Dead To Me
by Anton Strout
Cover Artist: Don Sipley
Review by Drew Bittner
Ace Paperback ISBN/ITEM#: 9780441015788
Date: 26 February 2008 List Price $7.99 Amazon US / Amazon UK / Show Official Info /
Simon Canderous can tell a lot about someone with a single touch.
It's a power that comes in handy in his job with New York City's Department of Extraordinary Affairs, but wreaks havoc with his social life.
It's also a power that may get him killed, if he can't navigate his way through a murderous cult, rampaging ghosts, a love interest with some dark secrets, and a dead woman's missing wooden fish.
Such is the story of Dead to Me by Anton Strout. Written with equal parts humor and horror, Strout creates an engaging character in Simon -- one whose shady past and uncertain future generate plenty of adventure.
Starting with a date gone wrong (wherein Simon learns more than he wanted to know by touching his girlfriend's cell phone), the action kicks into high gear when Simon's partner Connor calls, needing his help. A ghost has gone on a rampage, cause unknown, and Connor needs backup. Being able to read the past from an object (psychometry, like Johnny Smith in The Dead Zone) doesn't help when an enraged spirit is bearing down.
Simon and Connor stop by their HQ, fronted by the innocuous-sounding Lovecraft Cafe, for the inevitable paperwork, only to get entangled in a mystery involving the dead-but-not-departed Irene Blatt. Something is keeping her spirit earthbound, and Simon invites her to stay as his guest while they figure it out.
Trouble is, the deeply evil Sectarian Defense League (SDL) is mixed up somehow. Simon gains some insight from a train-riding oracle and a seller of occult books, but things don't seem to add up. And what do little clay pots have to do with insane ghosts?
Matters don't become any clearer when Simon gets a little too close to Jane, the personal assistant to Faisal Bane (the SDL's leader and evil high priest). Jane baffles Simon, as her perky, Midwestern innocence seems totally at odds with working for an evil cult -- but such is life in New York.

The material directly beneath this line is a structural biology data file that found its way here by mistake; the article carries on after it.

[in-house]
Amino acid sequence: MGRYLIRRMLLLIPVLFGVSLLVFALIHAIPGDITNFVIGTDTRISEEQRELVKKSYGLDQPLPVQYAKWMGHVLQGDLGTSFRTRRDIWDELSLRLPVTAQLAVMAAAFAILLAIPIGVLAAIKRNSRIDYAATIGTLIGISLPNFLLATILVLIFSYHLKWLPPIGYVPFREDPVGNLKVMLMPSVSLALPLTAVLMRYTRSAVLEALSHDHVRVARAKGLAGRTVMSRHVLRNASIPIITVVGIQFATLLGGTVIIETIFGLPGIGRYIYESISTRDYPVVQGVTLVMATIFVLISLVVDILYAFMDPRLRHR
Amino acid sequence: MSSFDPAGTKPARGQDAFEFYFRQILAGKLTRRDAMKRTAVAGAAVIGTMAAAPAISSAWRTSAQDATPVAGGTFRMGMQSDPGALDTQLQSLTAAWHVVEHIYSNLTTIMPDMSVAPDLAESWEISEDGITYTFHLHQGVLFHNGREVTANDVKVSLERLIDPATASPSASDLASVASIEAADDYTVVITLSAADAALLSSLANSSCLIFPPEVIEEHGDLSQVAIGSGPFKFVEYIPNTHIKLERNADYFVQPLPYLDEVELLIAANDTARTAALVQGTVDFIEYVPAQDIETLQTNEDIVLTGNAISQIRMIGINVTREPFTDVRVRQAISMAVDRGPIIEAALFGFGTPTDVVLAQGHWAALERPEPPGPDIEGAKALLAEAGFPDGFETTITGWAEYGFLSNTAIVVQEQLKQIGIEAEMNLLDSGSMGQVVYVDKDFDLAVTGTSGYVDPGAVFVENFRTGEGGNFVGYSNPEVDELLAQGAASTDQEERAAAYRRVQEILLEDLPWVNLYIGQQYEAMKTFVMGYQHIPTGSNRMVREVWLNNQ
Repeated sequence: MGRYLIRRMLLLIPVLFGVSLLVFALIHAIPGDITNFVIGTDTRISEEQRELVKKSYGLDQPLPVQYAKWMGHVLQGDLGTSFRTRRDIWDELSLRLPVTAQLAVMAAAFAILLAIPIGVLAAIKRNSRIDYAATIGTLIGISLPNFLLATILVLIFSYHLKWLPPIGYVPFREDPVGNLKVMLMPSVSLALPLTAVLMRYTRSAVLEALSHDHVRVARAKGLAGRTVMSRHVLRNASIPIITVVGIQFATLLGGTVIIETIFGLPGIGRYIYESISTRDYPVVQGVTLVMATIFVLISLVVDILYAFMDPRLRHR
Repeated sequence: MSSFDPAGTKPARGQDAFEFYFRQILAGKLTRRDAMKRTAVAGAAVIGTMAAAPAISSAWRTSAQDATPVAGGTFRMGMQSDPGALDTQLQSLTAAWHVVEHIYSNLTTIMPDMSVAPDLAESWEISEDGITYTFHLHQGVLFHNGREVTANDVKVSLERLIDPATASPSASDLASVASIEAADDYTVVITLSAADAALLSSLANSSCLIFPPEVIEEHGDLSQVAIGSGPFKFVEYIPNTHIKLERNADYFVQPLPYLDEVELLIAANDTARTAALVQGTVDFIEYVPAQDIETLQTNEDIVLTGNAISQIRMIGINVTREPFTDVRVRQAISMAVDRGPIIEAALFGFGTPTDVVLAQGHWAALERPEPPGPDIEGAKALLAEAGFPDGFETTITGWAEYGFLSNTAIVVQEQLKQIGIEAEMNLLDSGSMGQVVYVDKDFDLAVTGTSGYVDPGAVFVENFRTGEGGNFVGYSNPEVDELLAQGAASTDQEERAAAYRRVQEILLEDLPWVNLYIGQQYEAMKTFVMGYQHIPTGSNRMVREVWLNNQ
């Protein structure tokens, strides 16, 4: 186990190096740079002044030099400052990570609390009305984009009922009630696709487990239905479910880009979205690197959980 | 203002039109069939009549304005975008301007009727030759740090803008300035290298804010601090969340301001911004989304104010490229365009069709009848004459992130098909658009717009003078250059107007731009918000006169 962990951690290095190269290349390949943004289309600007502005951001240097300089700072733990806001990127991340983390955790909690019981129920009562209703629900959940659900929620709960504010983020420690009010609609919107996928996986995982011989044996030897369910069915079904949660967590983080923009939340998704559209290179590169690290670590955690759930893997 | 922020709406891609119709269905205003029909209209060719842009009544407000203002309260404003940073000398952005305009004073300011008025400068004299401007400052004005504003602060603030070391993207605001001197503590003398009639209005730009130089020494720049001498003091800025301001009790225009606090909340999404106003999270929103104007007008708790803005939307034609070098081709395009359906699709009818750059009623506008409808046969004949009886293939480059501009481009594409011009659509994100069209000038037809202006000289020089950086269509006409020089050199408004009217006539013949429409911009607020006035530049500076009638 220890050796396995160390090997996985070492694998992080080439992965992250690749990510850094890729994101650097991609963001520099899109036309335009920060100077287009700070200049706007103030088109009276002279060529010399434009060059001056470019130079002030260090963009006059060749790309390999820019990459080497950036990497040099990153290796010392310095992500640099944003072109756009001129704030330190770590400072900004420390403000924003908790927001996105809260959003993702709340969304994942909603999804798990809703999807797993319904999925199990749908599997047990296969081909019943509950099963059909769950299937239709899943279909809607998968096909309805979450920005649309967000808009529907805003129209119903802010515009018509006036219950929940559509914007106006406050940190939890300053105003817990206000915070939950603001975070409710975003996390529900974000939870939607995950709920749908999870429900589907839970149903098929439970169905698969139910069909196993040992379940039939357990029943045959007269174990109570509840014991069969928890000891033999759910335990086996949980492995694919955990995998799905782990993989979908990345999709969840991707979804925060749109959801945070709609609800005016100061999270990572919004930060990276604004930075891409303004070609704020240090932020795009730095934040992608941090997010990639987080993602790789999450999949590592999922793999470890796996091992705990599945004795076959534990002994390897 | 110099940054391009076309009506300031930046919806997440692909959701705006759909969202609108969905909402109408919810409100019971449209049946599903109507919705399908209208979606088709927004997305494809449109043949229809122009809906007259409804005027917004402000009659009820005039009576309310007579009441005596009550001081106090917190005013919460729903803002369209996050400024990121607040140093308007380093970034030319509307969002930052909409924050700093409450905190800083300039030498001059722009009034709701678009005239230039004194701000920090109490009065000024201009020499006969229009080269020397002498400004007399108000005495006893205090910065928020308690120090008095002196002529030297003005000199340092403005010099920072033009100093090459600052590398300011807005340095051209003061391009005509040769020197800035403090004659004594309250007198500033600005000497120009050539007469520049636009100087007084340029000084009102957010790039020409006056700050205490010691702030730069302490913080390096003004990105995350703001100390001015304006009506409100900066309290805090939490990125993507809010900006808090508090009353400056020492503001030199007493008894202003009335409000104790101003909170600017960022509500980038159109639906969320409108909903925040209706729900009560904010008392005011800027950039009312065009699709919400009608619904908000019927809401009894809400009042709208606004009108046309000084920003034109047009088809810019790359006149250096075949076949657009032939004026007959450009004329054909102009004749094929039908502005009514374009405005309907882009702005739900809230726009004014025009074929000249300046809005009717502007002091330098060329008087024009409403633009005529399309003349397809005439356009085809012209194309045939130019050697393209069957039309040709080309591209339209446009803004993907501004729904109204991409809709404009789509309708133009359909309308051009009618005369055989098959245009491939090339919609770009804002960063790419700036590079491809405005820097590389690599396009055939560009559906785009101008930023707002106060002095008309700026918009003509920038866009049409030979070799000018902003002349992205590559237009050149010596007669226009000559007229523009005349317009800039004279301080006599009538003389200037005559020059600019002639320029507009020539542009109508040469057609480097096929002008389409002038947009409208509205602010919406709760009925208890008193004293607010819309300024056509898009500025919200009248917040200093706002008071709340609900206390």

Now if only Simon, Jane and Connor can survive the attempts on their lives long enough to figure out what's going on. ...
Strout's writing is clever, fast-paced and a refreshing change in the genre of urban fantasy. Simon learns about the supernatural from official pamphlets (most of which sound as tragically unhip as real government publications) and suffers the sounds-fun-but-isn't problem of having three women in his life at once, all of whom have their flaws.
Which seems like a good time to say that Simon has great supporting characters in this story. Irene is a cipher for much of the story, interested in finding out why she died and who killed her, but susceptible to the mystic nastiness afflicting the restless dead of New York. Tamara (Simon's early-on girlfriend) has very little camera time but becomes part of a pivotal moment later on. And Jane is that uniquely New York combination of small-town arrival turned career girl, working for a blatantly evil organization partly because they have great benefits. (And her diary excerpts are a riot.)
Anton Strout is onto something with Simon and his darkly humorous adventures. It'll be interesting to see where he goes from here.